repair skill to refurbish some droids of your own to do the fighting for you.
This is only one example; the game is simply chock full of choices in tactics,
conversations and even morality.
Also, there just aren’t quite enough faces in the game. You’ll soon notice that a lot of people look the same. One green Twi’lek in particular seems to be following me around the galaxy assuming different identities. These little problems are noticeable, but forgivable when you observe all the little pretty details and the sheer number of people or aliens that might be walking around a given area, like a busy city street. On the whole, the game looks great.
And the sound might be even better. The classic John Williams scoring can
be heard here and there, but for the most part the soundtrack is excellent original
work. The sound effects are taken straight from the movies, so they can’t fail
to please. And the voice work is simply exceptional. A whole cast of professional
actors (including Ed Asner)
was used to give voices to every single person in the game. That’s right – every
single line of dialogue (other than your own) is spoken. Every shopkeeper, every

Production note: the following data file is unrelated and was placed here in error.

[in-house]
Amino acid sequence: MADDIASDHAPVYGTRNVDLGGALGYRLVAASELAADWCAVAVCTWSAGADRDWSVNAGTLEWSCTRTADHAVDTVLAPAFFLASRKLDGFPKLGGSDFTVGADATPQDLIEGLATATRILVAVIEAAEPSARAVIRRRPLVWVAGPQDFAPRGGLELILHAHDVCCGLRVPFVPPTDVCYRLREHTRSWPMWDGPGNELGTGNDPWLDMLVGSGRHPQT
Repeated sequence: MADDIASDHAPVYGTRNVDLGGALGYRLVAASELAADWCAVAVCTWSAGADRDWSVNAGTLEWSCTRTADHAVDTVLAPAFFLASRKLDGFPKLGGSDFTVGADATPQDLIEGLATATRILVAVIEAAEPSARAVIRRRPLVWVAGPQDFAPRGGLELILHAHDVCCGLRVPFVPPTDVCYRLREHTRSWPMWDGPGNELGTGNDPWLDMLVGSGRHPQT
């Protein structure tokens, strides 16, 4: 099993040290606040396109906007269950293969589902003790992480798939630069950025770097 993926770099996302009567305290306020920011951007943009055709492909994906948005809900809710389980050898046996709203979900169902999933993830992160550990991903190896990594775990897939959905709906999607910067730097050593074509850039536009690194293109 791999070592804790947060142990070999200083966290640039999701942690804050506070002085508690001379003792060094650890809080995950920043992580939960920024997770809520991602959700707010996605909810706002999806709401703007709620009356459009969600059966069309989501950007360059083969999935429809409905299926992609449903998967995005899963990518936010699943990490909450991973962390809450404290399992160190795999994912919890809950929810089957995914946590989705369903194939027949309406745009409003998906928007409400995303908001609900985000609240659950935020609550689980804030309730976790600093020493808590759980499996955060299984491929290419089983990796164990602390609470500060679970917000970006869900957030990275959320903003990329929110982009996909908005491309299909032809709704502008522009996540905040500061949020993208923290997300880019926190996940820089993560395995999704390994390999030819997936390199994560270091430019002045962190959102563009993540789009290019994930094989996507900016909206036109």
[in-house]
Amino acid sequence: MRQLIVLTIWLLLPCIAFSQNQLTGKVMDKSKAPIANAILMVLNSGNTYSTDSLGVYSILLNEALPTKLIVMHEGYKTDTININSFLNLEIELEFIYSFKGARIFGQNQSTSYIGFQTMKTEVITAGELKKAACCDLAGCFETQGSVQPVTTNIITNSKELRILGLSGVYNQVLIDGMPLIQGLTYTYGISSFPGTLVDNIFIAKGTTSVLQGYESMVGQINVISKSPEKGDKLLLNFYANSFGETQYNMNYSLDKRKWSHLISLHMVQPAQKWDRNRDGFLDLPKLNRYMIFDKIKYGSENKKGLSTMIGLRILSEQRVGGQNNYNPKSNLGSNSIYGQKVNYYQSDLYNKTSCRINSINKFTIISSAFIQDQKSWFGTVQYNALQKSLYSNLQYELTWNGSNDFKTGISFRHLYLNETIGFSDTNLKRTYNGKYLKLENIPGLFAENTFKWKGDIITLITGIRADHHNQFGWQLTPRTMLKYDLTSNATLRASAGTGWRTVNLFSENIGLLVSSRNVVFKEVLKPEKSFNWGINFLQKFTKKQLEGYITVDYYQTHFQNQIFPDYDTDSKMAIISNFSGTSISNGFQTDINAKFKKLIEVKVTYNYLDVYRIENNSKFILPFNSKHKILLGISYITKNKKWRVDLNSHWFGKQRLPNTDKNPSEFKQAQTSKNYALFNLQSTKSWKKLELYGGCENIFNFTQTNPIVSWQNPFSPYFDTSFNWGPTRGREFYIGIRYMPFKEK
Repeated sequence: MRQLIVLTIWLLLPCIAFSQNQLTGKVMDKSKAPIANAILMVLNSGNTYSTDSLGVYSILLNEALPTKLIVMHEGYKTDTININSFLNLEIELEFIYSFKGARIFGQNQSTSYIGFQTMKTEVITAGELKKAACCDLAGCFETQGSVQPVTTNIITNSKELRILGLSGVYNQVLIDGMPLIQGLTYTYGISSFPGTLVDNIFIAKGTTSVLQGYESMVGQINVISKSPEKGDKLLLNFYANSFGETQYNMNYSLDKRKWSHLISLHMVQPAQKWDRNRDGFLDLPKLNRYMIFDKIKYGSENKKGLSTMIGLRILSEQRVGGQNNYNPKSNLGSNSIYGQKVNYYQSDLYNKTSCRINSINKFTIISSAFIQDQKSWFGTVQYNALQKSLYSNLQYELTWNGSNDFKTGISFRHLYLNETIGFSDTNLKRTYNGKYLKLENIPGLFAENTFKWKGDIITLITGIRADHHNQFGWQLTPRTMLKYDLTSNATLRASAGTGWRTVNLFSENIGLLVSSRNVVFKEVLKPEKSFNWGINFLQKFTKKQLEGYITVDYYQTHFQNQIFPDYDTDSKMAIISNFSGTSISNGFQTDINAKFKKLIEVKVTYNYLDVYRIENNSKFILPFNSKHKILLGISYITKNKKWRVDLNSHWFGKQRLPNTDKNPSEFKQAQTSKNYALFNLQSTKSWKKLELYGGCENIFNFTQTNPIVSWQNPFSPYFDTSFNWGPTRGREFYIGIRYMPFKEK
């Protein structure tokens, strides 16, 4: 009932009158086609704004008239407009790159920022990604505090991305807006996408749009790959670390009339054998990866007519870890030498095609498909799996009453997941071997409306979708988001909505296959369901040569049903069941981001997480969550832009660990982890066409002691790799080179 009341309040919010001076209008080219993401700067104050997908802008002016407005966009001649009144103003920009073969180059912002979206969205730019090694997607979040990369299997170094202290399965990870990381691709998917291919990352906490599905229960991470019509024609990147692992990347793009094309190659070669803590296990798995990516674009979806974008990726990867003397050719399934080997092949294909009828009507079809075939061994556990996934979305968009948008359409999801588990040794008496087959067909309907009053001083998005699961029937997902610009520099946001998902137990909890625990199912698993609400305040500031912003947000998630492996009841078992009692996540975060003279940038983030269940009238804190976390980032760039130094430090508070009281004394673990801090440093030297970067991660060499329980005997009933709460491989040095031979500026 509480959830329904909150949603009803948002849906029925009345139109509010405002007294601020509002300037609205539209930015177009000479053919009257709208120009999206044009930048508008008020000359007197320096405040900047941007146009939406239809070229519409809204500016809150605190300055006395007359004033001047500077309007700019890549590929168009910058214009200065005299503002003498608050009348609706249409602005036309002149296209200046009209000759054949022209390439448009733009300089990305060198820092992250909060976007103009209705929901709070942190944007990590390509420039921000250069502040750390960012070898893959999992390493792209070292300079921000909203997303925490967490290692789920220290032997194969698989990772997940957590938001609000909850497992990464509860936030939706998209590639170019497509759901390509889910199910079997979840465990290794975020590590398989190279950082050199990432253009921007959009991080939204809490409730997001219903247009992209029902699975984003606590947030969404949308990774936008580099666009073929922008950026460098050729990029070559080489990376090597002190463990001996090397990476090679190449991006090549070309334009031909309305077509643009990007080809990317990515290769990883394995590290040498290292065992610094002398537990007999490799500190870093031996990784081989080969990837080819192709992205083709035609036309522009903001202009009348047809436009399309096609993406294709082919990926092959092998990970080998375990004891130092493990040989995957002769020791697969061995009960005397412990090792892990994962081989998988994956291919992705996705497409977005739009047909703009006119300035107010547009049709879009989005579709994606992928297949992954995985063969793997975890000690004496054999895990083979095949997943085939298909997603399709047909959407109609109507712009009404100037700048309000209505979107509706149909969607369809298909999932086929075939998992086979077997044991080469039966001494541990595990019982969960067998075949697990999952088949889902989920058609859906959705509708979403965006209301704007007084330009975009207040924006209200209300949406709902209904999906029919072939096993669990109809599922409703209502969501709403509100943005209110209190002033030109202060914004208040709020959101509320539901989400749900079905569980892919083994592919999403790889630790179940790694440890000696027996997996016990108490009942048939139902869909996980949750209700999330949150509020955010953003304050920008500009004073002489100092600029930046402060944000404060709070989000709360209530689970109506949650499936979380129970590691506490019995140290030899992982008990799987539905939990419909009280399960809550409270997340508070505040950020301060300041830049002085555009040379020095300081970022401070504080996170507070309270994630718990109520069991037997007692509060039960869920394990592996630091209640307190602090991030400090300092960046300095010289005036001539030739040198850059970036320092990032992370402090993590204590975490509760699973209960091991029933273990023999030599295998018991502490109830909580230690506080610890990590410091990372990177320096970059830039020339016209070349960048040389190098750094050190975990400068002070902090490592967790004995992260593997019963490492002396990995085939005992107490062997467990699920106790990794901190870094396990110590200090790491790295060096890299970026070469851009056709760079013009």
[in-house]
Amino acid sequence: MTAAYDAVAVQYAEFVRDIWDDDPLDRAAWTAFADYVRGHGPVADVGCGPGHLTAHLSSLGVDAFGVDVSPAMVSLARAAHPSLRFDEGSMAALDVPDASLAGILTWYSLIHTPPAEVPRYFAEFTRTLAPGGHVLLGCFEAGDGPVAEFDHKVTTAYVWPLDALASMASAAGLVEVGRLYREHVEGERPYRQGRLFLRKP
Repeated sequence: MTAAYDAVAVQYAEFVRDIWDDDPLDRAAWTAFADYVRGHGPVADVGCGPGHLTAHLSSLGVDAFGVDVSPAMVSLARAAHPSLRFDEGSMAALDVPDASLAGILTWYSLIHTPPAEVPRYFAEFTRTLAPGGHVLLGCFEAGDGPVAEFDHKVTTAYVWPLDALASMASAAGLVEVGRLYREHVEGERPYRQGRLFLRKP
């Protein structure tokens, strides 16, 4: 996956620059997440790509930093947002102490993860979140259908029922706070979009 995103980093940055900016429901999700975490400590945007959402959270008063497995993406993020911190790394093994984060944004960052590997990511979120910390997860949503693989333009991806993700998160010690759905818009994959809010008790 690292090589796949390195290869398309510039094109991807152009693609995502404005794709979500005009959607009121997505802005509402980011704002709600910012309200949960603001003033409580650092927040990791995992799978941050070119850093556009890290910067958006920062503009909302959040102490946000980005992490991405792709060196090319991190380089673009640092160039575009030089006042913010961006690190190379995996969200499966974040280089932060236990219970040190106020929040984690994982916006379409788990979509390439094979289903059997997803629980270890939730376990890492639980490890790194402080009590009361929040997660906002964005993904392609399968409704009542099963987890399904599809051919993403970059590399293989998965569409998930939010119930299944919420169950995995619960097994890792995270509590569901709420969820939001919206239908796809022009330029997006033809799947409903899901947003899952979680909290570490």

person in your party, every main character and even random people you accost
in the street all speak aloud. Aliens speak in their respective alien languages
with subtitles below. When you consider that most conversations have a few different
ways to go based on your responses, KOTOR must have more hours of dialogue
than all five Star Wars movies put together.
It’s your actions and dialogue choices that really define your character in
every sense of the word. KOTOR lets you be as good or as evil as you
like. Recover the serum for the dreaded rahkghoul disease and you can turn it
over to the clinic to help the sick and needy, or you can sell it to crimelord
Davik who will supply the cure only to those rich enough to afford it. Your
choices will move you towards the Light or the Dark side, and even change your
appearance. As I have fallen further and further to the Dark, my character has
been cultivating a fine black goatee, much like evil
Spock from the evil bearded universe.
KOTOR is truly epic in scope as well, spanning seven planets you can
visit using your own starship, the Ebon
Hawk (which for some reason, is not black). Bioware claims KOTOR
has 40 hours of gameplay, but it took me much longer than that. Those guys must
have been rushing through as fast as they could.
Which, by the way, is the wrong way to play KOTOR. There are dozens
of side quests you might choose to undertake. There are mini-games here as well,
like Swoopbike racing, arena fighting, or a collectable gambling card game called
Pazaak. There’s more extra stuff here than you can shake a light saber at.
Knights of the Old Republic is everything a Star Wars game should be.
In fact, it’s everything a Star Wars epic should be, with a galaxy-spanning
plot worthy of the first trilogy and better than the second. It might not do
anything new that Neverwinter Nights didn’t do last year, but it’s a
fantastic adaptation and a must-have Xbox game. The Force is very strong in